Fast and furious now with the posting, so look for updates on a daily basis. Now at post 29 in this series. Yesterday was the first day in the history of the blog to top 1000 page views, so I was feeling pleased with that.
I put the four legs aside from the cut out depicted over the previous two postings, and set to work on the banwancheng, or Giant’s arm braces. Normally I take my data points and draw out such curved pieces in full scale. This time I decided to experiment with using a large format printer, or plotter, to produce a full scale piece direct from SketchUp. I was curious to see how accurate the printed version would be to the drawing and how the shape/lines turned out in relation to the digital representation I had constructed. Here’s the print out:
I used some spray adhesive to apply the paper to a 1/4″ piece of fiberboard, trimming the excess away:
While the dimensions were good, the lines were not so sweet. It’s very hard to tell in a digital representation, using bezier curves, exactly how ‘fair’ a given curved line is. In this case, I felt I had to make a few adjustments:
The next day I jointed the pieces and planed them to dimension. Sure enough, a couple of them had moved a bit. No problems though. I took that 1/2″ thick template and used it to make a duplicate and then constructed a jig. With that jig, I was able to effect end cuts on all the giant’s arm braces, and then started in on the joinery. I began by working on the lower ends which will tie to the legs:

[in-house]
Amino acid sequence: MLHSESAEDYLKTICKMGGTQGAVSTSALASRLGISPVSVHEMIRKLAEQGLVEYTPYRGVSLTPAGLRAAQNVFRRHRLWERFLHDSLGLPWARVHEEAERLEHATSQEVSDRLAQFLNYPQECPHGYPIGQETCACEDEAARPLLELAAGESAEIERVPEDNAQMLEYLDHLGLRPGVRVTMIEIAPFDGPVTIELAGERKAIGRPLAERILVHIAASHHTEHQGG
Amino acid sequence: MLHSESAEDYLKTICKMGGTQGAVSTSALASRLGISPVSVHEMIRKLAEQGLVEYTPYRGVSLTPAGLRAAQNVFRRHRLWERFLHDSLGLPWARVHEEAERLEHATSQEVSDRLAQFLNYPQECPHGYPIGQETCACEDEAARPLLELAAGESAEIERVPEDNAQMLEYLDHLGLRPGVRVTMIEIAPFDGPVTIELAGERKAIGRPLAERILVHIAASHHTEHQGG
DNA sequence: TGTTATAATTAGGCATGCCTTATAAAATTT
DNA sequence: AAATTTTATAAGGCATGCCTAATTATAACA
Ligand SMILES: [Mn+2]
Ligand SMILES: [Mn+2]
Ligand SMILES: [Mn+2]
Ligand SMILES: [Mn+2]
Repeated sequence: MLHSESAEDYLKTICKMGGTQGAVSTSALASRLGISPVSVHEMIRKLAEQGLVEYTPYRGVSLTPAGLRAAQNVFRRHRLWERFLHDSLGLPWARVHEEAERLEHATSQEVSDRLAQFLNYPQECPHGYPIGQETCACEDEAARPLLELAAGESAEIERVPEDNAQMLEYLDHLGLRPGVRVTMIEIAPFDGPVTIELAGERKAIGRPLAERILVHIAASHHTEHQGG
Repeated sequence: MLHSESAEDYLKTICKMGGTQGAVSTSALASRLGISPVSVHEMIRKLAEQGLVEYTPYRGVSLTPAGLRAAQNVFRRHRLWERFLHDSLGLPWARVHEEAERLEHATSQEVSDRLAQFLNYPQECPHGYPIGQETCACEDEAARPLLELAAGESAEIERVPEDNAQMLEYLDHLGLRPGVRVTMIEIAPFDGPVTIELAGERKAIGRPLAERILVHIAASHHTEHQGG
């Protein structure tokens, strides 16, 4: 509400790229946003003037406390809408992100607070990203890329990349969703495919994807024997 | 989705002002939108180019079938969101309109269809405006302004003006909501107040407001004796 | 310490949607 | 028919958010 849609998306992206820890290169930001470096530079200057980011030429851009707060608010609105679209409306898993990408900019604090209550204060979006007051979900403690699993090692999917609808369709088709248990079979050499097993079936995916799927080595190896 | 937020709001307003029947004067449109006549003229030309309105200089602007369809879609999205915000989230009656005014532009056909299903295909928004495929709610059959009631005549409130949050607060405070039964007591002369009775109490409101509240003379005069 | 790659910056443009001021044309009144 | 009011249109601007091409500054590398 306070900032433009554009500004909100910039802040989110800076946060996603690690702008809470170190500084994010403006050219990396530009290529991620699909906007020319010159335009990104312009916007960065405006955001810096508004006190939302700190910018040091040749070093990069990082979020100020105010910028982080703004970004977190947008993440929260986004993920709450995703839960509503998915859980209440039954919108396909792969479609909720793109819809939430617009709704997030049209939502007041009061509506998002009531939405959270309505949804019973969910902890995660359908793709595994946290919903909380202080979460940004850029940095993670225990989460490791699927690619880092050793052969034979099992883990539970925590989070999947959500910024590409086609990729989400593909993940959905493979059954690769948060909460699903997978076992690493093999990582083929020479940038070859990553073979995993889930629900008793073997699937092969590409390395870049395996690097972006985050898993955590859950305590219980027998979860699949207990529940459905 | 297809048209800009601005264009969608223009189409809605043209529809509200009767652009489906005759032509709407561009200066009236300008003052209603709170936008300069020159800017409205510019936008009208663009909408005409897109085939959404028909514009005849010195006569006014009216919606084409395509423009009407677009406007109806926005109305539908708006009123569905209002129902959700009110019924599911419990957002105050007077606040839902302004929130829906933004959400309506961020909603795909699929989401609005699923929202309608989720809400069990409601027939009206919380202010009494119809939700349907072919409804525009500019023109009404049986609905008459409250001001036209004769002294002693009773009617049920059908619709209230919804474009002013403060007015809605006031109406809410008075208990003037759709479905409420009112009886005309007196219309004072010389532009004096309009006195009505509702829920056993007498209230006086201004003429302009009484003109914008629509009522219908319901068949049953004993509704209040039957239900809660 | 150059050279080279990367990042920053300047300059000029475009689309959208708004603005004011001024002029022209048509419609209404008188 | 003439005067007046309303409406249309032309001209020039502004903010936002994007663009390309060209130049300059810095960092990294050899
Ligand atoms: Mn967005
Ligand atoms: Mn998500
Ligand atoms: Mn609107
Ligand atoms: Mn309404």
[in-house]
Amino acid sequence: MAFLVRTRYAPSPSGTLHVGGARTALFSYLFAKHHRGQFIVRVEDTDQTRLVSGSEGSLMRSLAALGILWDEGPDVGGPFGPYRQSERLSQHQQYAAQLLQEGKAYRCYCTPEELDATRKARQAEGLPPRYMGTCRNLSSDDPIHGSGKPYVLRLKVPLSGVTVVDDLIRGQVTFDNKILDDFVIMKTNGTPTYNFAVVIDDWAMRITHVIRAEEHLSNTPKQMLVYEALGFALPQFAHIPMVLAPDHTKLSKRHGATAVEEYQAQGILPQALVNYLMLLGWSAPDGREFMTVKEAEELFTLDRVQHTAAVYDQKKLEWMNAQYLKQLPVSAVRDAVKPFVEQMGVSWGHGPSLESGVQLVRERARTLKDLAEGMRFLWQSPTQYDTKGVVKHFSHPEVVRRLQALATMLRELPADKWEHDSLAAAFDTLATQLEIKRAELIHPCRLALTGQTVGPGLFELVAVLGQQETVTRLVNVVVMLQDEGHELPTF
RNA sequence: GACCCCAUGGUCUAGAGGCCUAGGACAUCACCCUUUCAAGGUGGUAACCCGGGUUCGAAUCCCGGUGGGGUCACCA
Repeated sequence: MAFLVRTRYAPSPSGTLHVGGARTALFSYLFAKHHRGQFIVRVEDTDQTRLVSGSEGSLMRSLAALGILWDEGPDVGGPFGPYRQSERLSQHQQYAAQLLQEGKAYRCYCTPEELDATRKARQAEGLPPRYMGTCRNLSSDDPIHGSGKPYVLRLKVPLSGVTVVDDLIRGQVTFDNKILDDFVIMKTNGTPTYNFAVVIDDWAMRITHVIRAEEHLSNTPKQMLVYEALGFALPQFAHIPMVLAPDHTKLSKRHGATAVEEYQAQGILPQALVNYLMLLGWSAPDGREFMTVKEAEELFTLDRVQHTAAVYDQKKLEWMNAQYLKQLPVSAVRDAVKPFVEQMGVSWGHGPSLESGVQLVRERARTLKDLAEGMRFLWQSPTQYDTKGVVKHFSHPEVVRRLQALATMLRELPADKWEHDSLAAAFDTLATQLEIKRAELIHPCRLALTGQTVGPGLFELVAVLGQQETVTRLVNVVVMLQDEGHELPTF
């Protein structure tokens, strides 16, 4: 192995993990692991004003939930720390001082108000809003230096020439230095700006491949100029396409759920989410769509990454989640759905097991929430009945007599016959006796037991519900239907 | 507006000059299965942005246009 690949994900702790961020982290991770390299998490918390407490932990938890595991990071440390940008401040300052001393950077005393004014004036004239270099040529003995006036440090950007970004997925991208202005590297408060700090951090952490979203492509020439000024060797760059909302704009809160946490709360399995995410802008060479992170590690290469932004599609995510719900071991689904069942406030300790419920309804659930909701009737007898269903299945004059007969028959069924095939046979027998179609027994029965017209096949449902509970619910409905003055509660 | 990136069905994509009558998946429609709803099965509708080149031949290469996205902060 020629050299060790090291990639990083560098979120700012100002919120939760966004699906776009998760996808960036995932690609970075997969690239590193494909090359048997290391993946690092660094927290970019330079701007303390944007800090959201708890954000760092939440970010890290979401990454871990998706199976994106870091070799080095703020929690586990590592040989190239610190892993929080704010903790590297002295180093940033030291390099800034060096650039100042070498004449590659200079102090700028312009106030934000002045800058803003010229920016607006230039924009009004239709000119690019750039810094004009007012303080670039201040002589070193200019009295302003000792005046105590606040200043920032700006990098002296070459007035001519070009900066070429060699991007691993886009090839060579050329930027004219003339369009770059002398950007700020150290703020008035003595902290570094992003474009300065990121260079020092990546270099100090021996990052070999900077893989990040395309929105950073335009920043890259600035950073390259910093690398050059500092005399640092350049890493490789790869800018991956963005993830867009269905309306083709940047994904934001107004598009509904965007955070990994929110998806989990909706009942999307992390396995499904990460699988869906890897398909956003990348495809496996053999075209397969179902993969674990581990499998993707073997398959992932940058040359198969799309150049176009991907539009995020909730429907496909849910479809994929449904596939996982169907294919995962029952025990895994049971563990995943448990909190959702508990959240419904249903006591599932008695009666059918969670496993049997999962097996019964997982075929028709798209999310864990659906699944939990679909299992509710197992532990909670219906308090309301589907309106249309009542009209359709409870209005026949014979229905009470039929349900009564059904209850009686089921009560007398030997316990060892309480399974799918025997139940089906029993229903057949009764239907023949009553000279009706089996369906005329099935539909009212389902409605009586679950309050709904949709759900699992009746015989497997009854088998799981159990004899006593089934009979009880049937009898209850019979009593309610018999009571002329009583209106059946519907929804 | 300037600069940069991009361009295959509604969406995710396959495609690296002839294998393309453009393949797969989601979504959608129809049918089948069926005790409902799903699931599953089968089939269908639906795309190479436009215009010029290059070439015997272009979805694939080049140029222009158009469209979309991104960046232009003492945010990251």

As you can see the router bit is not the sharpest and is burning a little, but at least I was able to borrow it from John Z upstairs (and am most grateful), as my small pattern bit seems to have vanished, like my card scrapers. When I get into this stage of a project, sometimes I start to lose stuff. It will turn up later I’m sure. Things are bit chaotic I guess right this minute. At least I know where all the table parts are and can find my way home at the end of the day!
Another shot of the lower end of one of the braces:
These sword tip miter joints are quite finicky to fit, and it really comes down to one pass too many with a chisel or plane and the fit will be ruined. Caution is in order, so I take my time with the process – not easy when feeling under some pressure – and do this sort of fitting work in the morning hours when I am mentally and physically fresh.
The joint was quite tight to start. Chiseling a little here and there, I gradually eased it further and further in:
This joint is the only one one table which is overtly obvious to view, as there is a through tenon coming out the the curved face of the apron. Therefore, I had to be careful with the fitting here as well. In the next picture, the tenon has just reached the surface:
More to come – I wonder how these joints will come out? Stay tuned and thanks for visiting today. –> on to post 30